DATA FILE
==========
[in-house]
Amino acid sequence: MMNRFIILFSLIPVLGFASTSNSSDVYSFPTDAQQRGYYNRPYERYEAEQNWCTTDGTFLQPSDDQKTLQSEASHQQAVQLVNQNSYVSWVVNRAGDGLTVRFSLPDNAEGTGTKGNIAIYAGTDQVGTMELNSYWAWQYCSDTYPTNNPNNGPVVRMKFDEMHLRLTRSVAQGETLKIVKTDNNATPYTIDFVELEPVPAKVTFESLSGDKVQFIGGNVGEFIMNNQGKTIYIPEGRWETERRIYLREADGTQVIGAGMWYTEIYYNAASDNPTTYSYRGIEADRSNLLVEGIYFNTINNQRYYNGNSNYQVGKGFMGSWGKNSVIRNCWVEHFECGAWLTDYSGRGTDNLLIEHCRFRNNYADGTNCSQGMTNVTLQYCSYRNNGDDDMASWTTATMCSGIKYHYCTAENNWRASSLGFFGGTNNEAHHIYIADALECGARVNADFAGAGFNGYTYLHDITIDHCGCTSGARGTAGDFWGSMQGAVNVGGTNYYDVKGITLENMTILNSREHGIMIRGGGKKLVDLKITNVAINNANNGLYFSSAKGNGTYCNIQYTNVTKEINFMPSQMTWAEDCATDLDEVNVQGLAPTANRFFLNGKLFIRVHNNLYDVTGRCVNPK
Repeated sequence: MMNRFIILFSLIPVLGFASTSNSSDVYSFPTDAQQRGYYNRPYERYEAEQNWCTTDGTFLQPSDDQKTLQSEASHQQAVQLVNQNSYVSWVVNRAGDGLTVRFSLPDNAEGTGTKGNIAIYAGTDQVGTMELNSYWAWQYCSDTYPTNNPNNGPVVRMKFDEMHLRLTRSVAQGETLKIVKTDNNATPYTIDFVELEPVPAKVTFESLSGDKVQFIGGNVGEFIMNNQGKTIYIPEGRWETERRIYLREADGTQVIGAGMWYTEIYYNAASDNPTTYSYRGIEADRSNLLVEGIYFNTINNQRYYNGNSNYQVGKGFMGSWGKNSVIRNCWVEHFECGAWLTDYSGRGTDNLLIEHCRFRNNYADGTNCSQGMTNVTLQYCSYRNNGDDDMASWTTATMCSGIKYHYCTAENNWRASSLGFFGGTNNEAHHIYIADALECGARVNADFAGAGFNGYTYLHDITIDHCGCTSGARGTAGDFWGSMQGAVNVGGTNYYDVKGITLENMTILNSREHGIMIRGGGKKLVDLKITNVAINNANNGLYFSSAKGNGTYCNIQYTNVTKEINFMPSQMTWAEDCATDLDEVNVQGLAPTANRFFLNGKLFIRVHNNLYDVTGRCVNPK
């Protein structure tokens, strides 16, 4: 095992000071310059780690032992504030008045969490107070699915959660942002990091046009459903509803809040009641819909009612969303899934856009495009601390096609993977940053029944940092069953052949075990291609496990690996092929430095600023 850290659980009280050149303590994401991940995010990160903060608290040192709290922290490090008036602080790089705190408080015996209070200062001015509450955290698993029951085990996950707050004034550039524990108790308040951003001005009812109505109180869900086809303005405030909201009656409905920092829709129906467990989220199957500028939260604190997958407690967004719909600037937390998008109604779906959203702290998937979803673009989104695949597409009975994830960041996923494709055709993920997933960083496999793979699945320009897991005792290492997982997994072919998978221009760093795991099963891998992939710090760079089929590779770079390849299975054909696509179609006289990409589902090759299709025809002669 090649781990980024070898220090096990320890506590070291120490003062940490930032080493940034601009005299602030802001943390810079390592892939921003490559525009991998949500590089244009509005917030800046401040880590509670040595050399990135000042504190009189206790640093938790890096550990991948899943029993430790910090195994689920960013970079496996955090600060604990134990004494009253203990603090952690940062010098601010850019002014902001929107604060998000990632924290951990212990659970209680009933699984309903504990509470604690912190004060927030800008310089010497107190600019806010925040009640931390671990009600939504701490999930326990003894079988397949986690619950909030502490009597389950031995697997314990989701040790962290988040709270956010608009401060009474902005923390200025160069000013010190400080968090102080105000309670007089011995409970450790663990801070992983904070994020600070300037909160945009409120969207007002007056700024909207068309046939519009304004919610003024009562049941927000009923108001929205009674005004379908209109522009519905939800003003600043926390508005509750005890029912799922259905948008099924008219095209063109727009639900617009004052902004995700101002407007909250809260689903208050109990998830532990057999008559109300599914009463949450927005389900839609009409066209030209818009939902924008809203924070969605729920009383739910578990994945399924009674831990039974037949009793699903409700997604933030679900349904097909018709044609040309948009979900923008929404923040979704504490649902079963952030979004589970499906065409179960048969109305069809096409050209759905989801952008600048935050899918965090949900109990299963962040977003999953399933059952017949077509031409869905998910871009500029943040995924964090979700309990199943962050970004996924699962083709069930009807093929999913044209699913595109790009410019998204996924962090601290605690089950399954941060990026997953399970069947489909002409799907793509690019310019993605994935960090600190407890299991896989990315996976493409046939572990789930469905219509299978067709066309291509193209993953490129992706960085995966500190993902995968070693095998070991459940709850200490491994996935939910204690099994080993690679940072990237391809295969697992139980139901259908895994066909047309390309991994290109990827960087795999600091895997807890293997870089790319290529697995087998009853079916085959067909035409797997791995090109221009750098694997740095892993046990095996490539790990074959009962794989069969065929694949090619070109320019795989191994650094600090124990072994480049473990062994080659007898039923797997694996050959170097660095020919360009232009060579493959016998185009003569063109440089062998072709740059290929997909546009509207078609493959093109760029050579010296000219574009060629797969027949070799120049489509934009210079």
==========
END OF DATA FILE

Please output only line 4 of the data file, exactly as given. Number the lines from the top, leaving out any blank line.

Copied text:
């Protein structure tokens, strides 16, 4: 095992000071310059780690032992504030008045969490107070699915959660942002990091046009459903509803809040009641819909009612969303899934856009495009601390096609993977940053029944940092069953052949075990291609496990690996092929430095600023 850290659980009280050149303590994401991940995010990160903060608290040192709290922290490090008036602080790089705190408080015996209070200062001015509450955290698993029951085990996950707050004034550039524990108790308040951003001005009812109505109180869900086809303005405030909201009656409905920092829709129906467990989220199957500028939260604190997958407690967004719909600037937390998008109604779906959203702290998937979803673009989104695949597409009975994830960041996923494709055709993920997933960083496999793979699945320009897991005792290492997982997994072919998978221009760093795991099963891998992939710090760079089929590779770079390849299975054909696509179609006289990409589902090759299709025809002669 090649781990980024070898220090096990320890506590070291120490003062940490930032080493940034601009005299602030802001943390810079390592892939921003490559525009991998949500590089244009509005917030800046401040880590509670040595050399990135000042504190009189206790640093938790890096550990991948899943029993430790910090195994689920960013970079496996955090600060604990134990004494009253203990603090952690940062010098601010850019002014902001929107604060998000990632924290951990212990659970209680009933699984309903504990509470604690912190004060927030800008310089010497107190600019806010925040009640931390671990009600939504701490999930326990003894079988397949986690619950909030502490009597389950031995697997314990989701040790962290988040709270956010608009401060009474902005923390200025160069000013010190400080968090102080105000309670007089011995409970450790663990801070992983904070994020600070300037909160945009409120969207007002007056700024909207068309046939519009304004919610003024009562049941927000009923108001929205009674005004379908209109522009519905939800003003600043926390508005509750005890029912799922259905948008099924008219095209063109727009639900617009004052902004995700101002407007909250809260689903208050109990998830532990057999008559109300599914009463949450927005389900839609009409066209030209818009939902924008809203924070969605729920009383739910578990994945399924009674831990039974037949009793699903409700997604933030679900349904097909018709044609040309948009979900923008929404923040979704504490649902079963952030979004589970499906065409179960048969109305069809096409050209759905989801952008600048935050899918965090949900109990299963962040977003999953399933059952017949077509031409869905998910871009500029943040995924964090979700309990199943962050970004996924699962083709069930009807093929999913044209699913595109790009410019998204996924962090601290605690089950399954941060990026997953399970069947489909002409799907793509690019310019993605994935960090600190407890299991896989990315996976493409046939572990789930469905219509299978067709066309291509193209993953490129992706960085995966500190993902995968070693095998070991459940709850200490491994996935939910204690099994080993690679940072990237391809295969697992139980139901259908895994066909047309390309991994290109990827960087795999600091895997807890293997870089790319290529697995087998009853079916085959067909035409797997791995090109221009750098694997740095892993046990095996490539790990074959009962794989069969065929694949090619070109320019795989191994650094600090124990072994480049473990062994080659007898039923797997694996050959170097660095020919360009232009060579493959016998185009003569063109440089062998072709740059290929997909546009509207078609493959093109760029050579010296000219574009060629797969027949070799120049489509934009210079």